(Adds January mortgage data)
By Steven Scheer
JERUSALEM Feb 11 Israel's central bank hinted
it was in no rush to lower short-term interest rates further as
officials see economic and price stability but are worried about
rising housing costs, minutes of the latest policy meeting
All six monetary policy members voted to leave the benchmark
interest rate at 1.75 percent on Jan. 28, the
minutes showed. The Monetary Policy Committee (MPC) had cut the
key rate in two of the three prior months due to signs of
economic weakness and concern that loose monetary policy around
the world was propping up the shekel and harming Israeli
In leaving rates unchanged last month, the MPC cited
stability in the economic growth rate - at around 3 percent -
and in unemployment and inflation.
Israel's economic growth is expected to slow to 2.8 percent
in 2013, excluding natural gas production, from 3.3 percent in
2013. The unemployment rate edged up to 6.9 percent in the
fourth quarter of 2012, while inflation is expected to hold near
2 percent this year.
"The level of pessimism in monthly surveys of economic
activity declined and no longer indicates a continued slowdown
in activity," the minutes said on Monday.
At the same time, it appears the risks of deterioration in
the debt crisis in Europe are declining, while concerns over
automatic tax rises and spending cuts in the United States, the
so-called "fiscal cliff" had mostly receded. And while the level
of activity in Europe does not indicate a recovery, data
published in the United States and China were mostly positive,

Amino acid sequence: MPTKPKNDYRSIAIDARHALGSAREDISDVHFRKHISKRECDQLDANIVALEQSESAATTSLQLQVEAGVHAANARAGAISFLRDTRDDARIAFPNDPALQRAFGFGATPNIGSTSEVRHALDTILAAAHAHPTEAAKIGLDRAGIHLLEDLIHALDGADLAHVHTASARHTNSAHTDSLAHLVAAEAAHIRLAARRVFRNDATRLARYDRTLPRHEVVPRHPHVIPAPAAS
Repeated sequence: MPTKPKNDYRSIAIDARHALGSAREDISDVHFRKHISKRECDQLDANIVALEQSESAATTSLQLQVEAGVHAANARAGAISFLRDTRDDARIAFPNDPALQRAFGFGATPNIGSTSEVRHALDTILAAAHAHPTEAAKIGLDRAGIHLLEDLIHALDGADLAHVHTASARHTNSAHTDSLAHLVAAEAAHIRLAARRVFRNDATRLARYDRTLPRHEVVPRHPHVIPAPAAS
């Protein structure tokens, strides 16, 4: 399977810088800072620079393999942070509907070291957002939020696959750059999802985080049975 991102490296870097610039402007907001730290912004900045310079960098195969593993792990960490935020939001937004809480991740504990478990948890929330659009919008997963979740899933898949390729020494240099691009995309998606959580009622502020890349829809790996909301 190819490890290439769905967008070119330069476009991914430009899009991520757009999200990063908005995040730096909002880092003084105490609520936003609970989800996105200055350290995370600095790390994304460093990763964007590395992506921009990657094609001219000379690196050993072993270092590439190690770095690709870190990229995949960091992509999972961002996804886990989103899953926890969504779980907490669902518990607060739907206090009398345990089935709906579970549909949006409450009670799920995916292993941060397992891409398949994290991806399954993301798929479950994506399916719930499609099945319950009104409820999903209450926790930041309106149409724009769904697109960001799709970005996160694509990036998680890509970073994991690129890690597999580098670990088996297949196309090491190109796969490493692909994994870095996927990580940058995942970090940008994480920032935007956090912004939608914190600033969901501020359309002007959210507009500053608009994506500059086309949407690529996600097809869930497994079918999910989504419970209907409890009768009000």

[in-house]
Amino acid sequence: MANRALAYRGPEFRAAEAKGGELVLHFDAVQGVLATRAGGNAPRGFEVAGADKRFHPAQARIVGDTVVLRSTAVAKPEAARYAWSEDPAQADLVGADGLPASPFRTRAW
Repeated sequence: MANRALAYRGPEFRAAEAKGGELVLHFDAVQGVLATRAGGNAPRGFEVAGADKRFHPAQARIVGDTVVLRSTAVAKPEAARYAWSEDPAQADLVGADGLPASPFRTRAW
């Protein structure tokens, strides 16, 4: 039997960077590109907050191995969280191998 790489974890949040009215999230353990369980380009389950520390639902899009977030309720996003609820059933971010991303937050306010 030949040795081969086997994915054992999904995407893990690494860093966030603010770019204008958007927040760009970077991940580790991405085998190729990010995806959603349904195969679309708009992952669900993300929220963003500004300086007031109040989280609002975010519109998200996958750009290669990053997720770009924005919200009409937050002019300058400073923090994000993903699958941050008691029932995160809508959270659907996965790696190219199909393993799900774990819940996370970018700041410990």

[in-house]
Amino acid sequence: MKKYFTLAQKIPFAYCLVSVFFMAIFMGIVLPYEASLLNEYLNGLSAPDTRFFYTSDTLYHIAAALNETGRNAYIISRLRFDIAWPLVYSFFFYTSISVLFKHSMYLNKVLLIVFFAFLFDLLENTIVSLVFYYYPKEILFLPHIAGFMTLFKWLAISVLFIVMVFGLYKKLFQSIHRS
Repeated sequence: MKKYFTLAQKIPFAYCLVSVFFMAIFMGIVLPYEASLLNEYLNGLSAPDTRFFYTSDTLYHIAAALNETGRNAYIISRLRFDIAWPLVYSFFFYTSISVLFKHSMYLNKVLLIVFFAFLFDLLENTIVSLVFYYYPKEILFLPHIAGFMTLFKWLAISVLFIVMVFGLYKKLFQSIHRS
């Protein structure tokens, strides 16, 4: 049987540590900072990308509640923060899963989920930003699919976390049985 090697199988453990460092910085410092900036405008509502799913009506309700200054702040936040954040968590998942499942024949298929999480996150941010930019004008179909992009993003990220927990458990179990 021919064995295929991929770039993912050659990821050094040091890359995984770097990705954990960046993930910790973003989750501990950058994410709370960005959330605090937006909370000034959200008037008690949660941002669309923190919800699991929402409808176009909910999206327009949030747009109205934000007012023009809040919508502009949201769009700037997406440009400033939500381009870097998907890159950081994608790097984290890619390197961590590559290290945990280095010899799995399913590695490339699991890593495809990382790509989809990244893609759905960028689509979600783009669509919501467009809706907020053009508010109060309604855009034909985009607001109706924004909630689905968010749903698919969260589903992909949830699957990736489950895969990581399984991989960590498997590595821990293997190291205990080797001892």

The shekel has risen to a 15-month high at 3.69 to
the dollar and the Bank of Israel does not see a reversal
anytime soon due to the start of natural gas production in 2013
that will contribute to Israel's current account surplus, while
"continued quantitative easing in the United States, Europe and
Japan supports a strengthening of the shekel."
MPC members expressed concern at the renewed increase in
home prices at a rapid pace along with a fall in building starts
and a rise in mortgage volumes. The central bank said its steps
to limit mortgages in late 2012 should be reflected in upcoming
data but that most of the problem of home prices lay with
"The government has tools to increase the supply of homes
for residence which can act to moderate the increase in home
prices without negatively impacting on the level of activity in
the industry," the Bank of Israel said.
Separately, it noted that mortgage loans by banks fell to
3.97 billion shekels ($1.1 billion) in January from 4.66 billion
shekels in December.
The central bank typically takes interest rate decisions
every month but it said it will no longer make interest rate
decisions around the week-long Jewish holidays of Passover and
Sukkot since data is received with a lag and activity levels are
low due to the holidays.
That means that this year, rate decisions will not be made
in April or September. The rate set in late March will be in
effect for April and May, and the interest rate set in August
will be in effect for September and October.
Depending on the Jewish calendar, Passover falls in March or
April and Sukkot is celebrated in September or October.
"The monetary (policy) committee maintains the authorisation
... to change the interest rate in the inter-meeting periods,
should it deem it necessary," the Bank of Israel said.
The next rate decision will be on Feb. 25.
(Additional reporting by Tova Cohen; Editing by Susan Fenton
and Toby Chopra)